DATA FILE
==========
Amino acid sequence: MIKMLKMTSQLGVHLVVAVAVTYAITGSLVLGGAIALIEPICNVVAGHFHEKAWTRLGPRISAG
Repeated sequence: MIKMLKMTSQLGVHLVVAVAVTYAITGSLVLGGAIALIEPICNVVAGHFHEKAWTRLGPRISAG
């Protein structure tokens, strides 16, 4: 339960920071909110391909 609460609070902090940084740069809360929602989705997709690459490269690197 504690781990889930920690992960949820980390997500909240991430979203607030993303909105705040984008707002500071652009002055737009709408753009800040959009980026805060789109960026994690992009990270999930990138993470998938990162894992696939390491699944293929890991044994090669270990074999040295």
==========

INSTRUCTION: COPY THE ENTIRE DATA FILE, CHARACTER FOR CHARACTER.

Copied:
Amino acid sequence: MIKMLKMTSQLGVHLVVAVAVTYAITGSLVLGGAIALIEPICNVVAGHFHEKAWTRLGPRISAG
Repeated sequence: MIKMLKMTSQLGVHLVVAVAVTYAITGSLVLGGAIALIEPICNVVAGHFHEKAWTRLGPRISAG
């Protein structure tokens, strides 16, 4: 339960920071909110391909 609460609070902090940084740069809360929602989705997709690459490269690197 504690781990889930920690992960949820980390997500909240991430979203607030993303909105705040984008707002500071652009002055737009709408753009800040959009980026805060789109960026994690992009990270999930990138993470998938990162894992696939390491699944293929890991044994090669270990074999040295």